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A fast, non-invasive imaging technique that uses X-rays to produce an image of the inside of the body.

X-rays are a type of radiation that produce an image on film when they pass through the body. Dense structures such as bones absorb and block the rays, appearing as white on the produced image.

Radiographs can be taken of any part of the body, and are often used for imaging the lungs (e.g. nodules, pneumonia), bones (e.g. bone cancer or fractures), or monitoring metal implants (e.g. prosthesis or plates).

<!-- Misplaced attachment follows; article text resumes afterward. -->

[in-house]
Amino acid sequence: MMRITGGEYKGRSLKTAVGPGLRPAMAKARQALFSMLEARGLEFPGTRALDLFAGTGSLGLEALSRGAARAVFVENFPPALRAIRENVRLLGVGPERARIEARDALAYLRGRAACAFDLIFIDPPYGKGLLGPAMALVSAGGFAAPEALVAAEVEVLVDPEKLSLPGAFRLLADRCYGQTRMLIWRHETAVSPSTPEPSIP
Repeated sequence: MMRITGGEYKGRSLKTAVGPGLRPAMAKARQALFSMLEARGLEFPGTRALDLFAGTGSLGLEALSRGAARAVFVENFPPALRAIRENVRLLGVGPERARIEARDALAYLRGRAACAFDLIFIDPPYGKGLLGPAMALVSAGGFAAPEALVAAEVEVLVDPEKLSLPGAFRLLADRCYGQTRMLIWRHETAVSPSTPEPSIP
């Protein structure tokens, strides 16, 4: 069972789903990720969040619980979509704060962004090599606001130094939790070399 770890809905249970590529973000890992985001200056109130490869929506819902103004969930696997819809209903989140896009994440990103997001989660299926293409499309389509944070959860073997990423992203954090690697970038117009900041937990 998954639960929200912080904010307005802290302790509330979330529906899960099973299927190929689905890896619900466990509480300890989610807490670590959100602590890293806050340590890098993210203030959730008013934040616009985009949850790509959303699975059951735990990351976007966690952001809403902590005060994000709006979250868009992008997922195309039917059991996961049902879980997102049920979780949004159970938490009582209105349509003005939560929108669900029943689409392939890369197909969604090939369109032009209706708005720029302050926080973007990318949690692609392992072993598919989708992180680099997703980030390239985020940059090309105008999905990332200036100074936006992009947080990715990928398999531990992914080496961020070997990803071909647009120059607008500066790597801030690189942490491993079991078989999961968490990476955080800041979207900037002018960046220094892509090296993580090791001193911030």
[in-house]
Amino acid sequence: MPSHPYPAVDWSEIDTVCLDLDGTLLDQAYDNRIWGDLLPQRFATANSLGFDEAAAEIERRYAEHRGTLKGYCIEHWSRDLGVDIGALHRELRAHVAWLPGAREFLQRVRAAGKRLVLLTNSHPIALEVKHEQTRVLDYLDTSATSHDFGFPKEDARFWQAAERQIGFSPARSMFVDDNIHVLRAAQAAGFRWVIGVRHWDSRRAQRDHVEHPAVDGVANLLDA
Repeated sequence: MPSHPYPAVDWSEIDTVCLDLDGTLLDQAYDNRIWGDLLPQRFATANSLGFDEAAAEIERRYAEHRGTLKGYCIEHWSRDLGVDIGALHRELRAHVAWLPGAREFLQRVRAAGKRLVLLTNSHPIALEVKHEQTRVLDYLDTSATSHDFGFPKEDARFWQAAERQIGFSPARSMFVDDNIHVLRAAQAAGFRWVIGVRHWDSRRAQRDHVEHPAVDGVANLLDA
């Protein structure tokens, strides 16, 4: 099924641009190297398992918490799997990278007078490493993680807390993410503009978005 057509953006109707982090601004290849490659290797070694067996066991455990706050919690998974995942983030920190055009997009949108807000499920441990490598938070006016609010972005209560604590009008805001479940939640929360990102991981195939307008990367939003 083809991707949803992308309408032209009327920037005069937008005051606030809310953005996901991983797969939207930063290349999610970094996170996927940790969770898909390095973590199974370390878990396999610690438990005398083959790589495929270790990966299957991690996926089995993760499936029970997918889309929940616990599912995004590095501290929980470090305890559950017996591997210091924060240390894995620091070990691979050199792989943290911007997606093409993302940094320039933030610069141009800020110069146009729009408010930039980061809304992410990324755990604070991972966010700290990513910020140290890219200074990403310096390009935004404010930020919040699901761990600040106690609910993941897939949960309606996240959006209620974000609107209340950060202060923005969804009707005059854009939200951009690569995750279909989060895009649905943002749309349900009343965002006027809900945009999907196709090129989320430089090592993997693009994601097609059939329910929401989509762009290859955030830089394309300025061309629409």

Typically, no preparation is required; The patient is placed in a standing, seated or lying position depending on the part of the body being studied; The exam only lasts a few minutes.


The exam involves exposure to low levels of ionizing radiation, the risks of which are considered to be almost negligible. A lead apron may be placed on the patient to reduce exposure to organs considered more sensitive, such as the testicles or the thyroid gland. Radiographs are used in pregnant women and children with caution.